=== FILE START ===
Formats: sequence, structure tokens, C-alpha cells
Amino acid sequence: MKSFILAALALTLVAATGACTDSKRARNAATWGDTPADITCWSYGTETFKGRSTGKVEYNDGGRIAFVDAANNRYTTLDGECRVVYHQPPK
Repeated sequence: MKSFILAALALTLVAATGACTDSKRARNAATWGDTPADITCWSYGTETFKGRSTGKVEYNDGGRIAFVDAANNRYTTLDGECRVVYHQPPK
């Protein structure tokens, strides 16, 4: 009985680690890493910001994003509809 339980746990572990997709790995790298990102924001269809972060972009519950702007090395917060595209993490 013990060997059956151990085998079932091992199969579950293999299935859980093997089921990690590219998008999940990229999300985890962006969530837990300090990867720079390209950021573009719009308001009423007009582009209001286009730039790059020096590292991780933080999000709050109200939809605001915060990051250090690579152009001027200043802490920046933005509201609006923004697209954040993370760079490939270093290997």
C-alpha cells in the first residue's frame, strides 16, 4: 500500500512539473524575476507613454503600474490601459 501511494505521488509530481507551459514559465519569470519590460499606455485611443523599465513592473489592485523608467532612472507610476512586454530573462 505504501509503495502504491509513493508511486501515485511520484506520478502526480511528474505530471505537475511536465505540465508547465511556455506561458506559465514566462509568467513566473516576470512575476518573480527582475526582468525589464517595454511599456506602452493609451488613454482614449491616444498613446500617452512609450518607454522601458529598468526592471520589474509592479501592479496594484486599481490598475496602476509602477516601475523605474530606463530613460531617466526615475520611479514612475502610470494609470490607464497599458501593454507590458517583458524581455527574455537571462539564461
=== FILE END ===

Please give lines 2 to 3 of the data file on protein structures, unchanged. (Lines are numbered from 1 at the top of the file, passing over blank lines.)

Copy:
Amino acid sequence: MKSFILAALALTLVAATGACTDSKRARNAATWGDTPADITCWSYGTETFKGRSTGKVEYNDGGRIAFVDAANNRYTTLDGECRVVYHQPPK
Repeated sequence: MKSFILAALALTLVAATGACTDSKRARNAATWGDTPADITCWSYGTETFKGRSTGKVEYNDGGRIAFVDAANNRYTTLDGECRVVYHQPPK